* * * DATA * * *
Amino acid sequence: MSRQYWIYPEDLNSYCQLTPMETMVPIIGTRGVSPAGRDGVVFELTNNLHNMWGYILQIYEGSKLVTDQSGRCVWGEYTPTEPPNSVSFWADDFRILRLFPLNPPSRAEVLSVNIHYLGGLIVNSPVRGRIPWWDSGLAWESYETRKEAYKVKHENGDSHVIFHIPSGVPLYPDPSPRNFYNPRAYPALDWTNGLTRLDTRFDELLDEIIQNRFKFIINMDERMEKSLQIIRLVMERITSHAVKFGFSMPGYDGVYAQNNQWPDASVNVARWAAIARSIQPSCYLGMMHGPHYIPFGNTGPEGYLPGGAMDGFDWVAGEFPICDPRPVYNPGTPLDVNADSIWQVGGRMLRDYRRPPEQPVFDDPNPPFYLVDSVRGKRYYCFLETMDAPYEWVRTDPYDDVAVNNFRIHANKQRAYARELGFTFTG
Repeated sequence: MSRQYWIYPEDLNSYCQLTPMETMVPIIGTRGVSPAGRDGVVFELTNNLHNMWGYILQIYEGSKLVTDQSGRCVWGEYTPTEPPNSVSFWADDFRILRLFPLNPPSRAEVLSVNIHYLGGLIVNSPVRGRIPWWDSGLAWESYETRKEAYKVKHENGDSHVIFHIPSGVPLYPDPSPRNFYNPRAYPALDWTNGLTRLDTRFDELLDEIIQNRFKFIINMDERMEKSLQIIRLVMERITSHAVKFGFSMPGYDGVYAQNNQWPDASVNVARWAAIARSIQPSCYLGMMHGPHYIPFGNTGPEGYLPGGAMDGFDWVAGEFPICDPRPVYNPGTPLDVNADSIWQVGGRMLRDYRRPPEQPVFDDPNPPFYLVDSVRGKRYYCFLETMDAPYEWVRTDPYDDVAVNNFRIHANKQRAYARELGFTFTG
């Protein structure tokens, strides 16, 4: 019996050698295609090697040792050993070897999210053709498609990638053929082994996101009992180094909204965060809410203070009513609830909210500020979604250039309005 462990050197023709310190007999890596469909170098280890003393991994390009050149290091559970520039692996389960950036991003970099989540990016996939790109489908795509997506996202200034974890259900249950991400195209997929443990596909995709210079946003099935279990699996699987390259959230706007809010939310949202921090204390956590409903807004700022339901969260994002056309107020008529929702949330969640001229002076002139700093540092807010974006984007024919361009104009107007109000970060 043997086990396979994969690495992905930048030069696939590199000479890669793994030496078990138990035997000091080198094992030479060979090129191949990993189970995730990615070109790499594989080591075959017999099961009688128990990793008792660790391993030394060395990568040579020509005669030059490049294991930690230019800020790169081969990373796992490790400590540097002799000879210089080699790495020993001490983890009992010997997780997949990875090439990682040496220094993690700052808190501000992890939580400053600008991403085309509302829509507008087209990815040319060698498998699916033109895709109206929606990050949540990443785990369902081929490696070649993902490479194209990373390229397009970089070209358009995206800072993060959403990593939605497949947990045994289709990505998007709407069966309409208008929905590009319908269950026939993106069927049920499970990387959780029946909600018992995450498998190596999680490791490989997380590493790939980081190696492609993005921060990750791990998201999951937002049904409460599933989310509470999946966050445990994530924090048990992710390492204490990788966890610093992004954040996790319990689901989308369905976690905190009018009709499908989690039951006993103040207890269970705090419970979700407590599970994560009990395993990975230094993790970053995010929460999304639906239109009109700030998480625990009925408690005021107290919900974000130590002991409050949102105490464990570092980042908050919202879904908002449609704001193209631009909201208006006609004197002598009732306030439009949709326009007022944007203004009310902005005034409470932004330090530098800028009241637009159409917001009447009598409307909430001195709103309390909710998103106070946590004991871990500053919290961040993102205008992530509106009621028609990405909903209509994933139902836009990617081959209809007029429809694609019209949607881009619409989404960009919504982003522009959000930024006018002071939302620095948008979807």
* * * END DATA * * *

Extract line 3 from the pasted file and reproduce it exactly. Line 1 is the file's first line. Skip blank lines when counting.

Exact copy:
């Protein structure tokens, strides 16, 4: 019996050698295609090697040792050993070897999210053709498609990638053929082994996101009992180094909204965060809410203070009513609830909210500020979604250039309005 462990050197023709310190007999890596469909170098280890003393991994390009050149290091559970520039692996389960950036991003970099989540990016996939790109489908795509997506996202200034974890259900249950991400195209997929443990596909995709210079946003099935279990699996699987390259959230706007809010939310949202921090204390956590409903807004700022339901969260994002056309107020008529929702949330969640001229002076002139700093540092807010974006984007024919361009104009107007109000970060 043997086990396979994969690495992905930048030069696939590199000479890669793994030496078990138990035997000091080198094992030479060979090129191949990993189970995730990615070109790499594989080591075959017999099961009688128990990793008792660790391993030394060395990568040579020509005669030059490049294991930690230019800020790169081969990373796992490790400590540097002799000879210089080699790495020993001490983890009992010997997780997949990875090439990682040496220094993690700052808190501000992890939580400053600008991403085309509302829509507008087209990815040319060698498998699916033109895709109206929606990050949540990443785990369902081929490696070649993902490479194209990373390229397009970089070209358009995206800072993060959403990593939605497949947990045994289709990505998007709407069966309409208008929905590009319908269950026939993106069927049920499970990387959780029946909600018992995450498998190596999680490791490989997380590493790939980081190696492609993005921060990750791990998201999951937002049904409460599933989310509470999946966050445990994530924090048990992710390492204490990788966890610093992004954040996790319990689901989308369905976690905190009018009709499908989690039951006993103040207890269970705090419970979700407590599970994560009990395993990975230094993790970053995010929460999304639906239109009109700030998480625990009925408690005021107290919900974000130590002991409050949102105490464990570092980042908050919202879904908002449609704001193209631009909201208006006609004197002598009732306030439009949709326009007022944007203004009310902005005034409470932004330090530098800028009241637009159409917001009447009598409307909430001195709103309390909710998103106070946590004991871990500053919290961040993102205008992530509106009621028609990405909903209509994933139902836009990617081959209809007029429809694609019209949607881009619409989404960009919504982003522009959000930024006018002071939302620095948008979807």